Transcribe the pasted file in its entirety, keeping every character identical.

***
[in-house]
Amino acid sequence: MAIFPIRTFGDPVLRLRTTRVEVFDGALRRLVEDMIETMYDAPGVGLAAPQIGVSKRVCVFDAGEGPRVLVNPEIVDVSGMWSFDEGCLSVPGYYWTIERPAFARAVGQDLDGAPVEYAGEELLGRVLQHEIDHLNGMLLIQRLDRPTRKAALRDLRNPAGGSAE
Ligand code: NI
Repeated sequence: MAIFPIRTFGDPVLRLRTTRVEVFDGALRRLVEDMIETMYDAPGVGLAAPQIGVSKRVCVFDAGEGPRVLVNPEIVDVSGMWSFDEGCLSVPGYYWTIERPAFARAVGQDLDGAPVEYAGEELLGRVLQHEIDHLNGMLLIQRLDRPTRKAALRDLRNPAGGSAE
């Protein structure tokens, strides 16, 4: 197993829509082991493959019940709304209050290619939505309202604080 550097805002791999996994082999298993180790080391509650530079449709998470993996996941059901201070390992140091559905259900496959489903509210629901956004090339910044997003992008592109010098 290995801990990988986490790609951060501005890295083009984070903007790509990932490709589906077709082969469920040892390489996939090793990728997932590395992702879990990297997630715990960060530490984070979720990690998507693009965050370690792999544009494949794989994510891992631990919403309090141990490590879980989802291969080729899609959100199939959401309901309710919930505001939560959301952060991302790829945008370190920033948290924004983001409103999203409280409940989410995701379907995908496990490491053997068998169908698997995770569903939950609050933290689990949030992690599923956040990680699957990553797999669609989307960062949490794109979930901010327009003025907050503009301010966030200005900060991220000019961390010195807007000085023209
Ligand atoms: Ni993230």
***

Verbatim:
[in-house]
Amino acid sequence: MAIFPIRTFGDPVLRLRTTRVEVFDGALRRLVEDMIETMYDAPGVGLAAPQIGVSKRVCVFDAGEGPRVLVNPEIVDVSGMWSFDEGCLSVPGYYWTIERPAFARAVGQDLDGAPVEYAGEELLGRVLQHEIDHLNGMLLIQRLDRPTRKAALRDLRNPAGGSAE
Ligand code: NI
Repeated sequence: MAIFPIRTFGDPVLRLRTTRVEVFDGALRRLVEDMIETMYDAPGVGLAAPQIGVSKRVCVFDAGEGPRVLVNPEIVDVSGMWSFDEGCLSVPGYYWTIERPAFARAVGQDLDGAPVEYAGEELLGRVLQHEIDHLNGMLLIQRLDRPTRKAALRDLRNPAGGSAE
């Protein structure tokens, strides 16, 4: 197993829509082991493959019940709304209050290619939505309202604080 550097805002791999996994082999298993180790080391509650530079449709998470993996996941059901201070390992140091559905259900496959489903509210629901956004090339910044997003992008592109010098 290995801990990988986490790609951060501005890295083009984070903007790509990932490709589906077709082969469920040892390489996939090793990728997932590395992702879990990297997630715990960060530490984070979720990690998507693009965050370690792999544009494949794989994510891992631990919403309090141990490590879980989802291969080729899609959100199939959401309901309710919930505001939560959301952060991302790829945008370190920033948290924004983001409103999203409280409940989410995701379907995908496990490491053997068998169908698997995770569903939950609050933290689990949030992690599923956040990680699957990553797999669609989307960062949490794109979930901010327009003025907050503009301010966030200005900060991220000019961390010195807007000085023209
Ligand atoms: Ni993230």